As an active endocrine organ, PVAT not only releases abundant adipokines to regulate vascular functions, it can also produce small molecular active substances such as nitric oxide and reactive oxygen species, which could directly regulate vascular contraction and relaxation (Victorio et al., 2016). For example, compared to WKY, the PVAT of SHR releases significantly less methyl palmitate, these contribute to vascular tone regulation and pathogenesis of hypertension (Lee et al., 2011). However, there are many other PVAT derivatives which may play important roles under both physiological and pathological conditions. Adenosine, a vasorelaxant substance, is an endogenous purine nucleoside comprised of adenine and ribose joined by a glycosidic bond (Borea et al., 2016). The terminal synthesis of extracellular adenosine is mediated by CD73 (ecto-5-nucleotidase), following activity of CD39 (nucleoside triphosphate dephosphorylase). It is well known that adenosine formed by CD73 plays a key role in the regulation of cardiac inflammation and fibrosis (Quast et al., 2017). Adenosine could be produced by adipocytes through activating CD73 (Burghoff et al., 2013). It is a novel activator of brown and beige fat, and abundantly exists in BAT (Gnad et al., 2014).Therefore, we speculated that adenosine might be a PVAT-derived relaxing factor (PVRF) and we hypothesized that the aging-reduced browning level of PVAT is associated with decrease of adenosine production, which is associated with the regulation of vasomotor reaction in SHR rats.
Materials and Methods
Experiments were conducted in 8-week-old and 16-week-old male WKY and SHR. The rats were provided by Shanghai SLAC Laboratory Animal Company. Body weight was measured in conscious animals, then the rats were anesthetized with intraperitoneal injection of pentobarbital (5 mg/100 g) and sacrificed. The tPVAT, subcutaneous WAT (sWAT), and interscapular BAT (iBAT) were dissected out and immersed in liquid nitrogen immediately for subsequent analysis. Animals were housed under standard laboratory conditions and had a free access to drinking water and food. All animal procedures were approved in accordance with institutional guidelines established by the Committee of Ethics on Animal Experiments at the Shanghai Jiao Tong University School of Medicine.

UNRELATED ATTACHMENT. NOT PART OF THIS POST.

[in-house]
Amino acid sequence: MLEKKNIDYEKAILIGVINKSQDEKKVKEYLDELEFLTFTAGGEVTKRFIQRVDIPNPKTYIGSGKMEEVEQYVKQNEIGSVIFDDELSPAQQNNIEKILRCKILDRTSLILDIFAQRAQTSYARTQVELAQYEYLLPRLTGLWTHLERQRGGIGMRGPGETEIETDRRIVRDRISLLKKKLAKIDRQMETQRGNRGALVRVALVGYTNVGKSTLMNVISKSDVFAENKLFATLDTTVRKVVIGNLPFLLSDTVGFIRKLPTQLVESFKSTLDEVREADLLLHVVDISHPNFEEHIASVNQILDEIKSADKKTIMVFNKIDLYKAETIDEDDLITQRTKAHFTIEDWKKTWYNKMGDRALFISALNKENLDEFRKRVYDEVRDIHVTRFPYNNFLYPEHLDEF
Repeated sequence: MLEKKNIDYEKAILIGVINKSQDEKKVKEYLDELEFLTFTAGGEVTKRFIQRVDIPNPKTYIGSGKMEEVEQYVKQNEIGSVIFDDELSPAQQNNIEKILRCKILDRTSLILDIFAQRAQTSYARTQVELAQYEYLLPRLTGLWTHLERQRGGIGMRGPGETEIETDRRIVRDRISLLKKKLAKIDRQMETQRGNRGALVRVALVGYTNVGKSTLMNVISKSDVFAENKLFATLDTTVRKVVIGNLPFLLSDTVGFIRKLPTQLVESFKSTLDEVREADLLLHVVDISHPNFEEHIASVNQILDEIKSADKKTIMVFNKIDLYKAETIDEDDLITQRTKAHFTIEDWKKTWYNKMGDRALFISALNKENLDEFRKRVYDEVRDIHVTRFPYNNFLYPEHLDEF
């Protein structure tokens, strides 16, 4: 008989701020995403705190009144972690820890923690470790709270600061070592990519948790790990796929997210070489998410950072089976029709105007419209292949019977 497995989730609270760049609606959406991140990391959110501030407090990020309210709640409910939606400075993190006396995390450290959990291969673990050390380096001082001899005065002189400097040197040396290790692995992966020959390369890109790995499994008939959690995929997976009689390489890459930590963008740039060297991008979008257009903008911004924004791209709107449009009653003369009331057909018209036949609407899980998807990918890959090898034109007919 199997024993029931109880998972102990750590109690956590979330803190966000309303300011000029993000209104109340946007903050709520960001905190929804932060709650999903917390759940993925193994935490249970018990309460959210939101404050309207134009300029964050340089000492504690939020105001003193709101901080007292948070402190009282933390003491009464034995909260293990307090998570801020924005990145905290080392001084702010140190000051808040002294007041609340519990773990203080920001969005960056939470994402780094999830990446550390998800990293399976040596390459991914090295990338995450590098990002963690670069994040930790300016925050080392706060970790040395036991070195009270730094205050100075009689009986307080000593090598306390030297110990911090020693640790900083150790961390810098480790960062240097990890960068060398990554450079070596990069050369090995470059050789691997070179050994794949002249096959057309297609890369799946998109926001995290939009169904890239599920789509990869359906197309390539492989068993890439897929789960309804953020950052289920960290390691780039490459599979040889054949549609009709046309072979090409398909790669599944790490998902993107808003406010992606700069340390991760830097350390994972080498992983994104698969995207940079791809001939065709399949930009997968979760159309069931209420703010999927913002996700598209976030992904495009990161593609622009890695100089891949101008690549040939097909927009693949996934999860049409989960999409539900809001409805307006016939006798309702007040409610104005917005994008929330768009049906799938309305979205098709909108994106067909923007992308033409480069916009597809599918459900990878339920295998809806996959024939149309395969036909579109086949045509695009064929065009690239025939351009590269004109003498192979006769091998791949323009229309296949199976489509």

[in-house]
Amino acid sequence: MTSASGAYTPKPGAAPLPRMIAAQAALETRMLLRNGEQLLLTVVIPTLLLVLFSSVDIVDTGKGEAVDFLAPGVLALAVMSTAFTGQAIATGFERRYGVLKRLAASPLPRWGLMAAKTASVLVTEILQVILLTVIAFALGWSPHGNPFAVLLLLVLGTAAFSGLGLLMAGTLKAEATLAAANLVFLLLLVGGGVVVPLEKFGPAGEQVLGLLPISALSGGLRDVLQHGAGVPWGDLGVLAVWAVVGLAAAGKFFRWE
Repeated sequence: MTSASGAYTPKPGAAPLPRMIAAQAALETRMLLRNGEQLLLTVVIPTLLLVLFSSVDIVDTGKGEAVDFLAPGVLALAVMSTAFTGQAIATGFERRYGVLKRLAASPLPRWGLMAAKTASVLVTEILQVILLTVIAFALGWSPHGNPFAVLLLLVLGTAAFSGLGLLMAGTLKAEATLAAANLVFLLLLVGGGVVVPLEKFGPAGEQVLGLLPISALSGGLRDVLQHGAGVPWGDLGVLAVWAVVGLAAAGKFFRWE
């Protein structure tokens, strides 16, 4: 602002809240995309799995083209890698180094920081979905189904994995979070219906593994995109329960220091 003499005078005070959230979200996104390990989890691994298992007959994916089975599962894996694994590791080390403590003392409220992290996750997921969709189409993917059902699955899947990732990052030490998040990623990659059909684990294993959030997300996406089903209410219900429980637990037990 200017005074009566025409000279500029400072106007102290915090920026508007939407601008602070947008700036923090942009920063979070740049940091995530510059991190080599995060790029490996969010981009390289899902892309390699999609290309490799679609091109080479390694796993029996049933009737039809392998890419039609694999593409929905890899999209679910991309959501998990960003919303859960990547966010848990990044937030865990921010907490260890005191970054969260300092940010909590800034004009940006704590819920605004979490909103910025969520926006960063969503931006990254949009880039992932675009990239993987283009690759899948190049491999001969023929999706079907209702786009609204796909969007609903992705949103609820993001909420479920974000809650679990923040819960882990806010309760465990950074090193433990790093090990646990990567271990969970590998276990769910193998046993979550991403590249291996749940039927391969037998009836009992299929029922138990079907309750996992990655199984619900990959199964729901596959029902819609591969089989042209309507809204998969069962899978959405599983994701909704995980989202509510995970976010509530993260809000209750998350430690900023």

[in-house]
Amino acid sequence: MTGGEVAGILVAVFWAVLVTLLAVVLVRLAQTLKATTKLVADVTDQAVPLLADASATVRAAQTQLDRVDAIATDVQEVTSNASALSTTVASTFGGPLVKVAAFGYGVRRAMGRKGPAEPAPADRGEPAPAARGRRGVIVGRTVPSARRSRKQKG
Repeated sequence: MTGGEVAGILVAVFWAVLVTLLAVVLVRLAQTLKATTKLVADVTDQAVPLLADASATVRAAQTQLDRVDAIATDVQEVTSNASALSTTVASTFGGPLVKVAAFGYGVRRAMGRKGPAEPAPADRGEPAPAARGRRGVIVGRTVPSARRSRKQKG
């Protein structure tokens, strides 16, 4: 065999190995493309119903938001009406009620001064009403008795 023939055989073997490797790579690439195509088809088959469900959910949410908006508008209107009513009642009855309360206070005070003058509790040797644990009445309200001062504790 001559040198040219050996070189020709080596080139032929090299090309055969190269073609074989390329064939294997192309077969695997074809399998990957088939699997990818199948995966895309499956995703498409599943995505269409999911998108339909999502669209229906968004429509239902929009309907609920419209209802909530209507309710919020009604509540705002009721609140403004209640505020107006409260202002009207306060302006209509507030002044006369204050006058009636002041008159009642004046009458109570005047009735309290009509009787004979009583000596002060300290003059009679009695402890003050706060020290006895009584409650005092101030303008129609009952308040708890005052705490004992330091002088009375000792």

Blood Pressure and Body Weight Measurement
Blood pressures were measured as described previously (Jin et al., 2017). Briefly, systolic and diastolic blood pressure (SBP and DBP) was measured in conscious rats by the tail-cuff method (BP-2000, Visitech Systems, United States) and the average of at least 20 readings was calculated. Blood pressure and body weight were measured with 10 rats in each group.
For hematoxylin/eosin (HE) staining, thoracic aortas with intact surrounding tPVAT were fixed in 10% formaldehyde at 4°C for 48 h, washed in water, and embedded in paraffin. Cross-sections (5 μm) were deparaffinized in xylene, rehydrated, and washed in physiological basic salt solution (PBS). PVAT cross-sectional area was measured by HE staining as previously described (Ma et al., 2010). Images were captured using a Carl Zeiss Axio Imager M2 microscope (Carl Zeiss Corporation, Germany). Morphometric analysis was performed with software Image-Pro Plus (Media Cybernetics, United States) by counting the number of adipocytes in the same area (×200 magnification image) of four animals in each group as previously described (Sheng et al., 2016).
To identify brown adipocytes from white adipocytes in the tPVAT, we performed UCP1 immunohistochemical staining in PVAT of SHR and WKY rats. Endogenous peroxidase activity was quenched in hydrogen peroxide for 10–15 min and then the sections were washed three times in PBS buffer. Sections were then incubated with the primary antibody, anti-rabbit UCP1 antibody (1:100 dilution) (Abcam, ab23841) at 4°C overnight, and then washed in PBS and incubated with the secondary antibody (1:200 dilution) (Proteintech, SA00001-2). Tissue sections were counterstained with Mayer’s hematoxylin solution, rinsed in running tap water, dehydrated, and mounted with permanent mounting medium. Control sections were incubated with PBS in place of the primary antibody. Sections with primary antibody omitted in staining were used as controls. UCP1-positive adipocyte area was counted under microscope with the software Image-Pro Plus (Media Cybernetics, United States).
Western Blot Analysis